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Need to reverse rotation of a 2 hp Baldor single phase motor

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  • Need to reverse rotation of a 2 hp Baldor single phase motor

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    I picked up a replacement motor for my old FE Reid lathe. It’s a Baldor 2 hp 220 volt single phase capacitor start motor. There is only one diagram on the back of the wire cover plate and it does not indicate how the motor can be reversed. Adding 3 pics to show the current situation which has the motor running counter clockwise as viewed from the pully side. I have searched and not found an answer. Hoping someone can help me out. Thanks!
    Attached Files
    Last edited by Pmat; 04-11-2021, 03:59 PM.

  • #2
    Probably switch the red & black around. Can't see around the line & ground wires, but the red and black likely correspond to 3 & 4 on the wiring diagram. Better wait for the experts to chime in.
    Southwest Utah

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    • #3
      You need access to the start winding. Sometimes its leads are brought out, but not in your case. Which means that you'll have to open it up. They are the ones to reverse.

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      • #4
        Originally posted by Bob Engelhardt View Post
        You need access to the start winding. Sometimes its leads are brought out, but not in your case. Which means that you'll have to open it up. They are the ones to reverse.
        The L1 and L2 posts do have leads attached on the backside, just hard to see and access. I think the lower post has a yellow lead attached.

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        • #5
          Hard to see, but in the photo it looks to me like red and black and connected to the same connector. Usually, "L1" and "L2" refer to main lines 1 and 2, that is, the power coming into the motor. You should not have to touch those - the ones with the screw terminals. I'm guessing that the tab left of LI, marked "3" is the one you care about, and that you may need to connect (I'm guessing) the red wire to that one. It looks like that wire has a "3" label on it.
          "A machinist's (WHAP!) best friend (WHAP! WHAP!) is his hammer. (WHAP!)" - Fred Tanner, foreman, Lunenburg Foundry and Engineering machine shop, circa 1979

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          • #6
            I have doubts you can reverse rotation on that one.
            NEMA frames with a Y,H, or Z in the frame label indicate it is non-standard to standard nema frames.
            Example: 56HZ is very common to air compressor motors, and every 'compressor motor' I ever saw could not be reversed because compressors are made to run in a standard direction rotation,
            56HZ does not specifically mean it is a compressor motor, but it is a very very common usage, and, I have 2 'compressor motors' on hand and both of them look just like your wiring, and both are 56HZ.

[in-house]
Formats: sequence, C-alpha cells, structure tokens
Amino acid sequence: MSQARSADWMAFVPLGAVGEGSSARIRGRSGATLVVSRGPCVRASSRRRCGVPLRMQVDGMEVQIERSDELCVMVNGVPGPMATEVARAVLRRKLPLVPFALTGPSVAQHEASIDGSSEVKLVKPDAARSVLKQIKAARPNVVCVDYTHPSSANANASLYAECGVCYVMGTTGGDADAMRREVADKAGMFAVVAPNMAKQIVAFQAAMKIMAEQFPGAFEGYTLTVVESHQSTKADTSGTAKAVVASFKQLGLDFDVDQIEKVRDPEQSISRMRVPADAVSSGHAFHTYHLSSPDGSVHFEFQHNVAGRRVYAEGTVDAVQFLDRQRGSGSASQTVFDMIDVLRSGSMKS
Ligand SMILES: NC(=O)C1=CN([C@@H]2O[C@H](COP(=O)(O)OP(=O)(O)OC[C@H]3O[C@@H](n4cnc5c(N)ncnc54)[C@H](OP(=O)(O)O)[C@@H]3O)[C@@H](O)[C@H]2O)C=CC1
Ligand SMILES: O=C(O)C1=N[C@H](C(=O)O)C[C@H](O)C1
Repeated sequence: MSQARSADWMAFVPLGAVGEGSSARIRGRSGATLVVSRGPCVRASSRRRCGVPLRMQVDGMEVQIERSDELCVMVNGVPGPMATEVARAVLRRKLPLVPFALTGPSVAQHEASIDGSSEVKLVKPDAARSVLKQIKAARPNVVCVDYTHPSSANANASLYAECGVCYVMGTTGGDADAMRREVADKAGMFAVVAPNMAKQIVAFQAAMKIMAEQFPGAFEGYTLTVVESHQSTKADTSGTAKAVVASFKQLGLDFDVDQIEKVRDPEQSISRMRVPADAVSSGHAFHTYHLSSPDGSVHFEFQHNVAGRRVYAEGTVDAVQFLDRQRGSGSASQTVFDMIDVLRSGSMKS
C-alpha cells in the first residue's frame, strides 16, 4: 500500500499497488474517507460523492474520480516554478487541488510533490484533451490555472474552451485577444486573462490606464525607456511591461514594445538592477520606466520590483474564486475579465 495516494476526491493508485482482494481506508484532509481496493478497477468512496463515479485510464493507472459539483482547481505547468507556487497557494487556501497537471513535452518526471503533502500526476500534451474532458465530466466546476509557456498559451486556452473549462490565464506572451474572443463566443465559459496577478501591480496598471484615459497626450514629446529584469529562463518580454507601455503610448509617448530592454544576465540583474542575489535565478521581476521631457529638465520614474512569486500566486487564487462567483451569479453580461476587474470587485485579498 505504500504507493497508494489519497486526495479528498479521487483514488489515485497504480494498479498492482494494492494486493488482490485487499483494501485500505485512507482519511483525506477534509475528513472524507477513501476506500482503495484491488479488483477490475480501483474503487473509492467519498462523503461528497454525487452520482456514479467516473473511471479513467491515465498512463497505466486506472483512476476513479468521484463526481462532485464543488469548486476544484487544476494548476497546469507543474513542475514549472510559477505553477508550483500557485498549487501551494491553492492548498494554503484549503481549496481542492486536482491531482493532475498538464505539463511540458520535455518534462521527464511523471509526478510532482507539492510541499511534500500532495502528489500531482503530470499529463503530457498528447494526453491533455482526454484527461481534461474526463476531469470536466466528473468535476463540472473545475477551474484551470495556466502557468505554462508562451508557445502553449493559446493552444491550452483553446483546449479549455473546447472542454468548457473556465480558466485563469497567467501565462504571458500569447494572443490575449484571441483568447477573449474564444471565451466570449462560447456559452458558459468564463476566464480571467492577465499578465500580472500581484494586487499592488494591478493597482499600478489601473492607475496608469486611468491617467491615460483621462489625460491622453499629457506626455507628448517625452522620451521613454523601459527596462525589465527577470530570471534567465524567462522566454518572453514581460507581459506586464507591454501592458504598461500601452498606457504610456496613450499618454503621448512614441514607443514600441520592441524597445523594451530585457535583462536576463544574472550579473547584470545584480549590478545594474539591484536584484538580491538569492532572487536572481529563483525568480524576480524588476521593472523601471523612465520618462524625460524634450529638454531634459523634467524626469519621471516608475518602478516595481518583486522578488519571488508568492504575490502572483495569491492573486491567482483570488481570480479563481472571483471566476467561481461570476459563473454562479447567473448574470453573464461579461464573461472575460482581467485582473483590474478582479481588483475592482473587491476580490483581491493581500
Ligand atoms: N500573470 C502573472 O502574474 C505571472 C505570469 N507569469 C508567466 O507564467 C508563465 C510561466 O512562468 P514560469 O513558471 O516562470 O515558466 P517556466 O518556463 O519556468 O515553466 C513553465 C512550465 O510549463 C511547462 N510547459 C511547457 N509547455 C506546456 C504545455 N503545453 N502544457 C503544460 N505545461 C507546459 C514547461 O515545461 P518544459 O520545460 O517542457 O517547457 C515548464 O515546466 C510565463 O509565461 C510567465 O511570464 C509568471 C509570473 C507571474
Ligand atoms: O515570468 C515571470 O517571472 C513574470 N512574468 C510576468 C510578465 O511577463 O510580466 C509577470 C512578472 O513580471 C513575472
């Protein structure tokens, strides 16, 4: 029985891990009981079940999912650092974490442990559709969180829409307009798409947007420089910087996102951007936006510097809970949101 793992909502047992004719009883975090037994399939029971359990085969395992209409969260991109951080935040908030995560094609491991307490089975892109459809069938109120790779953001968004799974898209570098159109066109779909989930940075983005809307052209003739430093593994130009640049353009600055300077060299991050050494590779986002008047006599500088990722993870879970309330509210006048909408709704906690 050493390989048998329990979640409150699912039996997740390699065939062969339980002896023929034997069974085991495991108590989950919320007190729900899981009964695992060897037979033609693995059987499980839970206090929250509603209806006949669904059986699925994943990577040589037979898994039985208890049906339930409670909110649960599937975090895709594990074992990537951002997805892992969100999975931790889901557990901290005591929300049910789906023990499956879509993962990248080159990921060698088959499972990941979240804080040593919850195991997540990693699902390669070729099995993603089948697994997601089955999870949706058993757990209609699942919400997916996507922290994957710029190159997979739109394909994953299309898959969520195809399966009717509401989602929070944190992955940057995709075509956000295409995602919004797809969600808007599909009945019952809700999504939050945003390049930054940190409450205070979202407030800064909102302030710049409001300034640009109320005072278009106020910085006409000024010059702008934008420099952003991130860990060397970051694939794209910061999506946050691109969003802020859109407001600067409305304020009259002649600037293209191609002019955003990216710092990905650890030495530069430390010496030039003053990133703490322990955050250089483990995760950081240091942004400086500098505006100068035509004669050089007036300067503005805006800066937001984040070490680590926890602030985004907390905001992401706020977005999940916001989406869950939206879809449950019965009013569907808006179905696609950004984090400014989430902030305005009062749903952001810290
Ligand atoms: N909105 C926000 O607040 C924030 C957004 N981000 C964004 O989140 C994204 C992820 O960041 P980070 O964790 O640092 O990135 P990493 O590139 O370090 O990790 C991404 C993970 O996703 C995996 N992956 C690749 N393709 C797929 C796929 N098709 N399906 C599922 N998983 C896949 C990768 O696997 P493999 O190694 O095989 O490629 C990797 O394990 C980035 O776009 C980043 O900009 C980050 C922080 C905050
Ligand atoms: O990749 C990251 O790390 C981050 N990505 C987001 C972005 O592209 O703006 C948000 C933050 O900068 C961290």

your difference here is your 1725rpm vs 'compressor duty' motors 3450.
            Basically the HZ in the frame size is a wild card, and the maker can make it anything non-standard.

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            • #7
              I see the same thing that mickeyf sees. The wiring in the pic is for a 2-voltage motor, but the nameplate does not show that.

              The motor may not be easily reversible, since the connections as-shown do not appear to support reversing.
              2730

              Keep eye on ball.
              Hashim Khan


              It's just a box of rain, I don't know who put it there.

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              • #8
                With what is presented there is no way to know if reversing is possible without major surgery. The first thing to do would be to access ALL the available wiring points. These include both sides of the pictured terminal board, the capacitor wiring and the start switch would be very helpful. In these motors there are several "gotya" possibilities. As it is a 220 volt motor it is possible for the start winding to be either 220 OR 110. It does not matter, but that just opens more possibilities for mistakes. The goal to reverse a single phase motor is to reverse the phase relationship of the start and run windings. The way this is normally done is by reversing the connections of the start winding. It is normal for motor manufacturers, Baldor included, to have a standard motor design and change options simply by changing what is available in the connection box. For example, a motor may be 110/220 and/or reversible. The way this is done is by having 3 windings or sets of windings, 2 110 volt run winding and 1 110 volt start winding. This allows the user to change the connections to allow 4 different motor operating possibilities: 110 cw, 110 ccw, 220 cw and 220 ccw. Now with this same basic motor the manufacturer can eliminate or permanently make connections to make a motor with only 1 or 2 of those possibilities. This both simplifies connections for a dedicated use and allows premium pricing if someone wants maximum flexibility. Another plus is for resellers. They can stock one motor to replace four motors, thus reducing stock variance and space.